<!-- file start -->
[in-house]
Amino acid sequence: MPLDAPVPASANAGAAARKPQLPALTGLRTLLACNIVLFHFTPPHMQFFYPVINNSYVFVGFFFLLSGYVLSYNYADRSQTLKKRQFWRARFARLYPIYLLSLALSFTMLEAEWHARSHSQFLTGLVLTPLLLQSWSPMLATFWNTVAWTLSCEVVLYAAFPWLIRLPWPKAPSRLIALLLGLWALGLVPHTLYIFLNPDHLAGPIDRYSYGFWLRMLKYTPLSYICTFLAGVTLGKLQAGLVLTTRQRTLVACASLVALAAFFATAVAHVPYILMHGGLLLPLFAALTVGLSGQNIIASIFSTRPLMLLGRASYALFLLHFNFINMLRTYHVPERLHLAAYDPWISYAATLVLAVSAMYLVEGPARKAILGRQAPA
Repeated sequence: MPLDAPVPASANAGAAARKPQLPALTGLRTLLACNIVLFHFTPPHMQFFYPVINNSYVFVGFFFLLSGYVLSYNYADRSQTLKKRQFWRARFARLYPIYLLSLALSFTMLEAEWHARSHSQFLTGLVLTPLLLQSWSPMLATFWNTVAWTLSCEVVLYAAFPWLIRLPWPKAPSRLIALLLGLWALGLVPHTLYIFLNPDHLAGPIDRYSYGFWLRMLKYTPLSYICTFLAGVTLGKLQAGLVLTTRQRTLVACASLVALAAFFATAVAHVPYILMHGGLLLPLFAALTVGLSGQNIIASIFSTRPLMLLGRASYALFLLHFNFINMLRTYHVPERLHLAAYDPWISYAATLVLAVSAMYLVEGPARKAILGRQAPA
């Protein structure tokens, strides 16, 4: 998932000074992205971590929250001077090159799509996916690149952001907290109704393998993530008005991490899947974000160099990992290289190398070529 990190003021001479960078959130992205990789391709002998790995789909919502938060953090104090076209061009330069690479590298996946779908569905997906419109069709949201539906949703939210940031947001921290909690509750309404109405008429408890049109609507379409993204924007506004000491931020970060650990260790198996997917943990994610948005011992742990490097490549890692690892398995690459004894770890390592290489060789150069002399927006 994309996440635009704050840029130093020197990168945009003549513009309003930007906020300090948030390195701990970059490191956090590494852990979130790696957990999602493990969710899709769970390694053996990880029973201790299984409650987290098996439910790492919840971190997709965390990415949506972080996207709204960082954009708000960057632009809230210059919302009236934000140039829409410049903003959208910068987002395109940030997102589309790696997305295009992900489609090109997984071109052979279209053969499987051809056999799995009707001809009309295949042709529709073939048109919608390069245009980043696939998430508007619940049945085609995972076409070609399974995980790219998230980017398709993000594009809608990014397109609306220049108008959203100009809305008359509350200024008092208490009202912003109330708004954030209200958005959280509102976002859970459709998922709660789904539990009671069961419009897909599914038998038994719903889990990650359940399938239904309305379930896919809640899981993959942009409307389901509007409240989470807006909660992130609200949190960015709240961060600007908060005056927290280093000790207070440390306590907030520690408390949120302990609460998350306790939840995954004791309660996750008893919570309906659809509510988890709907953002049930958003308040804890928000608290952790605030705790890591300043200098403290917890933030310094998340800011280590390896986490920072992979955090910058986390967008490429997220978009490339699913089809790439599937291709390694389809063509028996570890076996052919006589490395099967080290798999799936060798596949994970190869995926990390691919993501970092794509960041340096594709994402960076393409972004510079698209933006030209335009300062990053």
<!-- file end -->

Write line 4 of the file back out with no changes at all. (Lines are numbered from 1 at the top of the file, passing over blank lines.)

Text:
């Protein structure tokens, strides 16, 4: 998932000074992205971590929250001077090159799509996916690149952001907290109704393998993530008005991490899947974000160099990992290289190398070529 990190003021001479960078959130992205990789391709002998790995789909919502938060953090104090076209061009330069690479590298996946779908569905997906419109069709949201539906949703939210940031947001921290909690509750309404109405008429408890049109609507379409993204924007506004000491931020970060650990260790198996997917943990994610948005011992742990490097490549890692690892398995690459004894770890390592290489060789150069002399927006 994309996440635009704050840029130093020197990168945009003549513009309003930007906020300090948030390195701990970059490191956090590494852990979130790696957990999602493990969710899709769970390694053996990880029973201790299984409650987290098996439910790492919840971190997709965390990415949506972080996207709204960082954009708000960057632009809230210059919302009236934000140039829409410049903003959208910068987002395109940030997102589309790696997305295009992900489609090109997984071109052979279209053969499987051809056999799995009707001809009309295949042709529709073939048109919608390069245009980043696939998430508007619940049945085609995972076409070609399974995980790219998230980017398709993000594009809608990014397109609306220049108008959203100009809305008359509350200024008092208490009202912003109330708004954030209200958005959280509102976002859970459709998922709660789904539990009671069961419009897909599914038998038994719903889990990650359940399938239904309305379930896919809640899981993959942009409307389901509007409240989470807006909660992130609200949190960015709240961060600007908060005056927290280093000790207070440390306590907030520690408390949120302990609460998350306790939840995954004791309660996750008893919570309906659809509510988890709907953002049930958003308040804890928000608290952790605030705790890591300043200098403290917890933030310094998340800011280590390896986490920072992979955090910058986390967008490429997220978009490339699913089809790439599937291709390694389809063509028996570890076996052919006589490395099967080290798999799936060798596949994970190869995926990390691919993501970092794509960041340096594709994402960076393409972004510079698209933006030209335009300062990053």